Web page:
Part of me is glad dd has gone away to uni?

(46 Posts)
Notonmywitch Sat 18-Sep-21 09:19:34

I’ll probably get flamed for this. My dd is one of the eldest in her year, has done a gap year at home and add lockdowns into the mix.

Yes, I’ll probably miss her but I feel its time for her to go.

Just to add shes been quite hard work the last year or so!

OP’s posts: |
GoodnightGrandma Sat 18-Sep-21 09:22:24

I’m ready for mine to go back too.
My food bill will go down, as will the washing pile and the amount of tidying up I have to do.
Feet up and have some 🥂🍾

Hawkins001 Sat 18-Sep-21 09:23:44

Notonmywitch

I’ll probably get flamed for this. My dd is one of the eldest in her year, has done a gap year at home and add lockdowns into the mix.

Yes, I’ll probably miss her but I feel its time for her to go.

Just to add shes been quite hard work the last year or so!

All the best op, al though a bit more context to the issues would give a more detailed perspectives.

elephantoverthehill Sat 18-Sep-21 09:24:48

Yup Ds2 did the same gap year etc. which I am really pleased about given the pandemic, but it is time for him to go and spread his wings.

MorganSeventh Sat 18-Sep-21 09:25:52

I'm sure part of her is glad to go too, OP! Doesn't sound unreasonable at all. Sounds like the best possible outcome: you're both going to be happier.

Chasingsquirrels Sat 18-Sep-21 09:27:24

Dc1 was ready to go, and I was ready for him to do so.
Took him last weekend, and he seems to be enjoying himself.
The house was quiet when I got home, but more because the dog was at my parents!

honeylulu Sat 18-Sep-21 09:28:10

Fair enough. I think my parents felt the same about me. In fact my mother told me things were better after I left.

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user1487194234 Sat 18-Sep-21 09:28:25

YANBU
Mine are both away and I do miss them but they both are having a fantastic time and I would have been disappointed for them if they had stayed at home
Hopefully this year will be the full experience

ComDummings Sat 18-Sep-21 09:29:03

When I was younger I’m sure my parents felt the same and there were no lockdowns to deal with then so I imagine it’s magnified this year! I always couldn’t wait to get back to Uni as well after the summer holidays, it was nice to be home but after a few days I longed for some space and independence. Enjoy the peace!

inmyslippers Sat 18-Sep-21 09:29:49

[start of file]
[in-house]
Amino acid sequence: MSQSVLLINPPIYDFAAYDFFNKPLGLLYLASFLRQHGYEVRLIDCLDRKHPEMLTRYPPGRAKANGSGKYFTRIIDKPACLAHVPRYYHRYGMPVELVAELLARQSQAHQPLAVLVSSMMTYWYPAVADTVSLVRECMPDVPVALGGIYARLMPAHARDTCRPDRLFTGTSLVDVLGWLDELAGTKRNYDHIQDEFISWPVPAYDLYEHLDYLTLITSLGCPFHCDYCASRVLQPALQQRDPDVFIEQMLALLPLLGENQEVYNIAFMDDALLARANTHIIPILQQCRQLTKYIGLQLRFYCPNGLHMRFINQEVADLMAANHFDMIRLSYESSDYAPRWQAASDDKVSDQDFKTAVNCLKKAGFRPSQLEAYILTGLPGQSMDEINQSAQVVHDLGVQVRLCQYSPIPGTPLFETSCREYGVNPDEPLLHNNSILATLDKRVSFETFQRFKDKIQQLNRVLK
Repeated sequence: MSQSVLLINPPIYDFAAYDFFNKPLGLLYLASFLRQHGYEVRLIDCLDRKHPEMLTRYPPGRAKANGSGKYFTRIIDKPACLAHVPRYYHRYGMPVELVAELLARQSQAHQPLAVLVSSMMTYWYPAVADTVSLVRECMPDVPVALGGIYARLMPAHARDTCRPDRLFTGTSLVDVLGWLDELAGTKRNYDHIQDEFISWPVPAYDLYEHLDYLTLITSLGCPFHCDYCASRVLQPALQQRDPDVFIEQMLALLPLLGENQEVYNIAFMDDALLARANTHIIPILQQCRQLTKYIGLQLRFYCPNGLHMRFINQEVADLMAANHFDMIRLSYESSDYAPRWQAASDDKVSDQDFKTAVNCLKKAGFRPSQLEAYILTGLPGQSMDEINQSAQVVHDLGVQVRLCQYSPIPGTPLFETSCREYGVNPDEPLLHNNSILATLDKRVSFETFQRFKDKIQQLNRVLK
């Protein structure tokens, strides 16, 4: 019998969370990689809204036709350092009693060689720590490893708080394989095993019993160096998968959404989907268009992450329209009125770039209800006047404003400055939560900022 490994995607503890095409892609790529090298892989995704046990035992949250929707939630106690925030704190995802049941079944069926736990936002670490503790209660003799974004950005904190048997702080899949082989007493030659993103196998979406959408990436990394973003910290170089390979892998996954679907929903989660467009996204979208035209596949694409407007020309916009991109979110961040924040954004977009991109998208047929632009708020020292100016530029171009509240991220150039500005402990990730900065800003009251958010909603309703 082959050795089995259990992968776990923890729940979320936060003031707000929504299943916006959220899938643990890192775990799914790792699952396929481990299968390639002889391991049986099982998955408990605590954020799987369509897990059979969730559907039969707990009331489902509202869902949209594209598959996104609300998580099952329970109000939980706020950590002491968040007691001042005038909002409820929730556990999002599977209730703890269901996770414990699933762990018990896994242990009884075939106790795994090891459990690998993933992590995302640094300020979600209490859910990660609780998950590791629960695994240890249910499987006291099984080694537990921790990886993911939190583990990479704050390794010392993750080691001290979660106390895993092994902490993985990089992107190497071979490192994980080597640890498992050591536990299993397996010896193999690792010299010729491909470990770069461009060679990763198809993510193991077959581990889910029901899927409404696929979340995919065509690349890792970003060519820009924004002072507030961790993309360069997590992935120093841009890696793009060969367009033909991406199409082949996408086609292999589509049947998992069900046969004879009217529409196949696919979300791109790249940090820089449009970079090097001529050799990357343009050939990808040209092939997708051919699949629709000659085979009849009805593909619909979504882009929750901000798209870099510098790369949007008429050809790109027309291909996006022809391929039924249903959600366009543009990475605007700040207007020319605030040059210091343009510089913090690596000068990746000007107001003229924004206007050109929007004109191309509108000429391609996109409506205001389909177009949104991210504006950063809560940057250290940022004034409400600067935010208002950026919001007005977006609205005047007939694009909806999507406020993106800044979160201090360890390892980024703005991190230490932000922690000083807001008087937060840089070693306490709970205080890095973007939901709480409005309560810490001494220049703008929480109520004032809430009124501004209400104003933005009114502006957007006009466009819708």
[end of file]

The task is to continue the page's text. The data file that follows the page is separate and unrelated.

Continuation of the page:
You feel the way you feel op. No need to justify it. I couldn't get through the toddler
years quick enough. Some stages are harder then others

Notonmywitch Sat 18-Sep-21 09:30:35

I’m heartened by these replies, was feeling a little bit guilty. I hope she has a fantastic time while there.

OP’s posts: |
PinniGig Sat 18-Sep-21 09:32:08

You might get some flak from one or two but at least you're being honest about it and just worn out and ready for the break.

I found it harder work when mine were really small as in toddlers and I couldn't wait for them to grow up, walk, talk, climb in and fasten their own bastard seat belts and I got grief from others who thought I was the most heartless, soulless witch that ever lived.

I didn't like having little kids and never wish they were that age again. On the other hand I like having our now adults kids at home and my daughter rocked up back home late yesterday to stay it's good having her home.

You feel how you feel.

THisbackwithavengeance Sat 18-Sep-21 09:34:25

No judgement from me OP.

My kids are still too young to leave home but I won't be encouraging them to stay at home forever and certainly not after finishing FT education.

A friend of mine has 2 lads in their mid 20s at home, both unemployed, lazy arses and she talks in horror about the prospect of them leaving one day. I smile and nod but think WTF.

Young adults need to be out there, finding their feet and living an independent or semi independent life, not sat in their rooms at home having their teas cooked.

Wave your girl off in total absence of guilt and enjoy the peace and quiet.

Helenluvsrob Sat 18-Sep-21 09:38:42

Why would you be flamed ?
If you’ve done that parenting job properly you have to make yourself “ redundant “ pretty much eventually.

I have 3 grown kids and actually parenting independent / nearly independent kids is fabulous

spotcheck Sat 18-Sep-21 09:41:09

No judgement here either.

I love love love my kids ( as we all do), and they have always had chores.
But I'm bone tired of cooking/cleaning/laundry/ making sure fridge is stocked and generally considering other people's needs before mine.
I've been doing 'women's work' all my life ( grew up having to clean up after dad and brothers) and I'm tired of it.

So, I miss the kids, but I LOVE doing what I want, when I want etc.

InMySpareTime Sat 18-Sep-21 09:41:10